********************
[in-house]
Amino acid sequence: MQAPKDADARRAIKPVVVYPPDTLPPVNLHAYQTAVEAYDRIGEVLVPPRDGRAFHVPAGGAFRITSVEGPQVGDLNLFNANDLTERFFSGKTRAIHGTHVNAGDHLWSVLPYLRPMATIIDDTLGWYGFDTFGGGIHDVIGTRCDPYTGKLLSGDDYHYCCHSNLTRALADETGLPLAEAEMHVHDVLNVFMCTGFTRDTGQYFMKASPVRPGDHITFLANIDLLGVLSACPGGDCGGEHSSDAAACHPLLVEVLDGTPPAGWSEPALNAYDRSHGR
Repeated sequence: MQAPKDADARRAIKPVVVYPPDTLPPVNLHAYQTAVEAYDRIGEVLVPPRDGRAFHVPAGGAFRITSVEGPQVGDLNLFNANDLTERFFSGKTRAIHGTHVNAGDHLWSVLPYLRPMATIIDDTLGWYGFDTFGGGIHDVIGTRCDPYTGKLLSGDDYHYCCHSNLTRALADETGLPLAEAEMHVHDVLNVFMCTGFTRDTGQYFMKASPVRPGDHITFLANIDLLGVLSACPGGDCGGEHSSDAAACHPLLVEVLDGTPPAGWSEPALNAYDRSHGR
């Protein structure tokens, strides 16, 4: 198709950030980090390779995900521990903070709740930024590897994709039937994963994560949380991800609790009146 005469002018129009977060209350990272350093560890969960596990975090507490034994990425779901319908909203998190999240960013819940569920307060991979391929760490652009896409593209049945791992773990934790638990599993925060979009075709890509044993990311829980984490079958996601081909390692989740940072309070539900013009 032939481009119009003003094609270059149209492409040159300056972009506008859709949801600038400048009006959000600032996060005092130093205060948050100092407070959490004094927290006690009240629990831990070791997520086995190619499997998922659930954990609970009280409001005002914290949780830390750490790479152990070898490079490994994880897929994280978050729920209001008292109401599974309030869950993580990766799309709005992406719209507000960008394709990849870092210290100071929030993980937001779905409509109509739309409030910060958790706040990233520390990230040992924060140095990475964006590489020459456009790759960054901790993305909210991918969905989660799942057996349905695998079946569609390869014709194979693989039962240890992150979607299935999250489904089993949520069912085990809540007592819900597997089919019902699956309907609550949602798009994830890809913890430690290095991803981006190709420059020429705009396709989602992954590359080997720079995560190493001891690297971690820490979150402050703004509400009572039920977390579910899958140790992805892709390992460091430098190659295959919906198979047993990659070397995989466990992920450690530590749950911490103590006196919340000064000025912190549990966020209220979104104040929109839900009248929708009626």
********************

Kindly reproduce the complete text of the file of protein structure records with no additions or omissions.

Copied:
[in-house]
Amino acid sequence: MQAPKDADARRAIKPVVVYPPDTLPPVNLHAYQTAVEAYDRIGEVLVPPRDGRAFHVPAGGAFRITSVEGPQVGDLNLFNANDLTERFFSGKTRAIHGTHVNAGDHLWSVLPYLRPMATIIDDTLGWYGFDTFGGGIHDVIGTRCDPYTGKLLSGDDYHYCCHSNLTRALADETGLPLAEAEMHVHDVLNVFMCTGFTRDTGQYFMKASPVRPGDHITFLANIDLLGVLSACPGGDCGGEHSSDAAACHPLLVEVLDGTPPAGWSEPALNAYDRSHGR
Repeated sequence: MQAPKDADARRAIKPVVVYPPDTLPPVNLHAYQTAVEAYDRIGEVLVPPRDGRAFHVPAGGAFRITSVEGPQVGDLNLFNANDLTERFFSGKTRAIHGTHVNAGDHLWSVLPYLRPMATIIDDTLGWYGFDTFGGGIHDVIGTRCDPYTGKLLSGDDYHYCCHSNLTRALADETGLPLAEAEMHVHDVLNVFMCTGFTRDTGQYFMKASPVRPGDHITFLANIDLLGVLSACPGGDCGGEHSSDAAACHPLLVEVLDGTPPAGWSEPALNAYDRSHGR
């Protein structure tokens, strides 16, 4: 198709950030980090390779995900521990903070709740930024590897994709039937994963994560949380991800609790009146 005469002018129009977060209350990272350093560890969960596990975090507490034994990425779901319908909203998190999240960013819940569920307060991979391929760490652009896409593209049945791992773990934790638990599993925060979009075709890509044993990311829980984490079958996601081909390692989740940072309070539900013009 032939481009119009003003094609270059149209492409040159300056972009506008859709949801600038400048009006959000600032996060005092130093205060948050100092407070959490004094927290006690009240629990831990070791997520086995190619499997998922659930954990609970009280409001005002914290949780830390750490790479152990070898490079490994994880897929994280978050729920209001008292109401599974309030869950993580990766799309709005992406719209507000960008394709990849870092210290100071929030993980937001779905409509109509739309409030910060958790706040990233520390990230040992924060140095990475964006590489020459456009790759960054901790993305909210991918969905989660799942057996349905695998079946569609390869014709194979693989039962240890992150979607299935999250489904089993949520069912085990809540007592819900597997089919019902699956309907609550949602798009994830890809913890430690290095991803981006190709420059020429705009396709989602992954590359080997720079995560190493001891690297971690820490979150402050703004509400009572039920977390579910899958140790992805892709390992460091430098190659295959919906198979047993990659070397995989466990992920450690530590749950911490103590006196919340000064000025912190549990966020209220979104104040929109839900009248929708009626």